Where Does Your Settlement Agreement Stand in Your Divorce?

If a married couple enters into a marital settlement agreement disposing of all of their property and all of their parental responsibility and child support and never has it signed by a judge, is it enforceable? The direct answer is “mostly.” Yes, that is a typical lawyer answer. The problem is, when dealing with the law, there is rarely a black and white yes or no answer. The laws are written gender neutral, but sometimes family law for men feels a little more difficult to practice.

Attorneys for men, and any attorney for that matter, should be overly prepared when going to court knowing all of the slightest nuances of the law as they pertain to their particular issue. Regarding the subject of this blog, failure to incorporate a settlement agreement in a final divorce order does not make it unenforceable. Alimony awards can be part of a property settlement agreement. Agreements involving alimony are enforceable by the court. An unreferenced contract may control the provisions of a final judgment. “The court has repeatedly held, along with practically every other court in the land, that property settlements between husband and wife made in good faith are valid and legal and should not be disturbed by the courts.” Vance v. Vance. “That these agreements should be construed and interpreted as other contracts is no longer open to question.” Underwood v. Underwood.

Florida courts favor settlement agreements concerning spousal support, and the fact that one party to the agreement made a bad bargain is not sufficient grounds standing alone to vacate or modify a settlement agreement. In the case Chovan v. Chovan, the court upheld the amount of alimony in the parties’ marital settlement agreement and ordered that parts of the final judgment be changed to reflect the parties’ agreement. The unfairness of the agreement was irrelevant. On the other hand, a trial court can set aside a settlement agreement regarding child support and/or visitation if it is not in the best interest of the child. Feliciano v. Feliciano. The courts will routinely honor practically any agreement made between adult spouses who are not incapacitated or under some type of duress and other small exceptions. It is a rare case that just because an agreement may be grossly unfair, the court simply leaves those agreements alone. The court, however, always exercises its jurisdiction over children. If the agreement is not in the best interest of a child, the court can easily correct provisions regarding children’s issues.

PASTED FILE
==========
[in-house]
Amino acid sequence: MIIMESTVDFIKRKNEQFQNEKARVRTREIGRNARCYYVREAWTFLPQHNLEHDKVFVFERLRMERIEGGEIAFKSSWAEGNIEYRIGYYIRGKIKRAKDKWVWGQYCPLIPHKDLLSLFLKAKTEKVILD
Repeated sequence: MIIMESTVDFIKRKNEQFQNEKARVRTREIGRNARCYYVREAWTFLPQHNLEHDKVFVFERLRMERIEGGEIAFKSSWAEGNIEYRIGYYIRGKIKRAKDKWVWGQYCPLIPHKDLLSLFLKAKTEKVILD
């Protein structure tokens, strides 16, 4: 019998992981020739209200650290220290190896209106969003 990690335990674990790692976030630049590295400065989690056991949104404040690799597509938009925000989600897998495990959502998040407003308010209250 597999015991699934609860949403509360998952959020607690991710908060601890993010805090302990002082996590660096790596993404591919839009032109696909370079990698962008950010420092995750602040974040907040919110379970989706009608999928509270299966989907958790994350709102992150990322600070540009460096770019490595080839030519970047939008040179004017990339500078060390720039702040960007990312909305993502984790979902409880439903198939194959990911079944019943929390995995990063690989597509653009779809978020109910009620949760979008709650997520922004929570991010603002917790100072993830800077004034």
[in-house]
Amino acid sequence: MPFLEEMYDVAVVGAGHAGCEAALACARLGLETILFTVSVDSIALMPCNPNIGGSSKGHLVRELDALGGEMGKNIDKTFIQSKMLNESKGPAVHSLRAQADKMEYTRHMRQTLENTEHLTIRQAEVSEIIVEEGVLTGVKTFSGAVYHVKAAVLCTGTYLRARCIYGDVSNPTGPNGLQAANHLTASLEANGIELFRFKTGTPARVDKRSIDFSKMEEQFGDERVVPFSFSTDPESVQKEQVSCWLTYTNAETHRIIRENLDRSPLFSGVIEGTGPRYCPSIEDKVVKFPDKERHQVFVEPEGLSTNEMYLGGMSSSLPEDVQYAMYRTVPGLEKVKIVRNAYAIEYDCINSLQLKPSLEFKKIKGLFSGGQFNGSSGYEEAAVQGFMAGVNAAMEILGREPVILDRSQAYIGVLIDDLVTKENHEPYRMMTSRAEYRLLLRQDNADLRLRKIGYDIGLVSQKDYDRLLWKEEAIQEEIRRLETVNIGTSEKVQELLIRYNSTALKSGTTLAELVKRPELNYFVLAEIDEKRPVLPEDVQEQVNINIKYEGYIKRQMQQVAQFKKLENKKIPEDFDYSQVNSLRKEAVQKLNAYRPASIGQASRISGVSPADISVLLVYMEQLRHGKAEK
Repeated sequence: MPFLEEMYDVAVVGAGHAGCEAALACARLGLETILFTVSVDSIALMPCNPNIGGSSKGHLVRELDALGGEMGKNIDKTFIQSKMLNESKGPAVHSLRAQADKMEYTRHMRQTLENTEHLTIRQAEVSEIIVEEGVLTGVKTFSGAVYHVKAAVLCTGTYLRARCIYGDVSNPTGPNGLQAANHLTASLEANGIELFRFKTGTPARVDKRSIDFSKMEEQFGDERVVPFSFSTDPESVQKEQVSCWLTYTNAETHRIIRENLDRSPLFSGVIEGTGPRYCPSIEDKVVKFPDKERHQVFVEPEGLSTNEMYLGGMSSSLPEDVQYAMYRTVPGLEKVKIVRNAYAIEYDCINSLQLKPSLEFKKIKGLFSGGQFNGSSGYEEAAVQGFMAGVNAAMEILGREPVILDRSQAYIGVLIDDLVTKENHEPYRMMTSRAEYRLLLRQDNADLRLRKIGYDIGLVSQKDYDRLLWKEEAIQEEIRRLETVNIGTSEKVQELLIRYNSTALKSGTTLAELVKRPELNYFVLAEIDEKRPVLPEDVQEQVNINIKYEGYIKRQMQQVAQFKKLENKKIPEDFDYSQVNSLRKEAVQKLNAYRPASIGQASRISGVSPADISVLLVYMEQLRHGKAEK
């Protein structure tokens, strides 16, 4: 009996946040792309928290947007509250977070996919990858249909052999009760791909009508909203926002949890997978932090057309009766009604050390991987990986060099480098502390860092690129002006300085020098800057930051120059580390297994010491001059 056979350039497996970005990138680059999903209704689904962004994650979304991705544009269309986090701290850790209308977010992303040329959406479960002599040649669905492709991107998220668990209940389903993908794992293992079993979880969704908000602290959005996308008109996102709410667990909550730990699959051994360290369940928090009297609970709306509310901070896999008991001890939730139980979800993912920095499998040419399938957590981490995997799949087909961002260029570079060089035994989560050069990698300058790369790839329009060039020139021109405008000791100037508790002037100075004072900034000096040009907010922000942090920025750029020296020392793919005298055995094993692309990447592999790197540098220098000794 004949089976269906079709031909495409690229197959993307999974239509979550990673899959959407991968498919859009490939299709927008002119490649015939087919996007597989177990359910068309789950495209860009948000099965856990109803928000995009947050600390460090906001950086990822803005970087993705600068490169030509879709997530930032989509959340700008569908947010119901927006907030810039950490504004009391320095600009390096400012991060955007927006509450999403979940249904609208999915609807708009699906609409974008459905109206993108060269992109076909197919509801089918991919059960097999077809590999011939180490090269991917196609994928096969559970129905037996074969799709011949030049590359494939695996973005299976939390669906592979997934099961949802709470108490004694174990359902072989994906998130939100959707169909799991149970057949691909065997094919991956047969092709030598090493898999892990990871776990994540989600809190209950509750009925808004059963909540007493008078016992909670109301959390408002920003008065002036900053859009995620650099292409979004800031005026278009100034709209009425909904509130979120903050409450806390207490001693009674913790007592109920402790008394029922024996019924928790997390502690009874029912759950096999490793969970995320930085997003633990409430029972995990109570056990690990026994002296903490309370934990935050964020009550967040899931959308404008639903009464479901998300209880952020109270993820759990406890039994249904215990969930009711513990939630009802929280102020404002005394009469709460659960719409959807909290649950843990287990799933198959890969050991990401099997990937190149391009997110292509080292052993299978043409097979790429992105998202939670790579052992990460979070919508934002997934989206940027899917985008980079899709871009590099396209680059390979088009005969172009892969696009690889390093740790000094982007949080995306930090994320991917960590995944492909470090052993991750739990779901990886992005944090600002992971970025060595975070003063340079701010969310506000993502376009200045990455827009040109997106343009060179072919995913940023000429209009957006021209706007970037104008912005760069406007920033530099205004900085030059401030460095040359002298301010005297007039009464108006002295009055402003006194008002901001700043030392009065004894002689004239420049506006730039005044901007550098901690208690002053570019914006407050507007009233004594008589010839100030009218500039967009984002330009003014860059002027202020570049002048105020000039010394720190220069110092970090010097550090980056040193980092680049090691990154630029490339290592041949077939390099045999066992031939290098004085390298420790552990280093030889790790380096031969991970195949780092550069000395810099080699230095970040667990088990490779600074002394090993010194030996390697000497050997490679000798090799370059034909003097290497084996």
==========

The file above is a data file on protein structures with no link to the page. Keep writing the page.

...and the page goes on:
Many people believe that agreements are not very strong, especially something like a prenuptial agreement. This is simply not the case. One thing that really needs to be put in the agreement should be what is called a severability clause. What this basically means is that if any part of the agreement is stricken, the rest of the agreement remains valid. If you are about to be married and you have a significant amount of wealth compared to the other party, it is always advisable to get a prenuptial agreement or what is also called an antenuptial agreement.

Kenny Leigh & Associates is a law firm that exclusively represents men in the area of family law. We have offices across the entire State of Florida. Please visit our website at www.menonlyfamilylawonly.com for more details.

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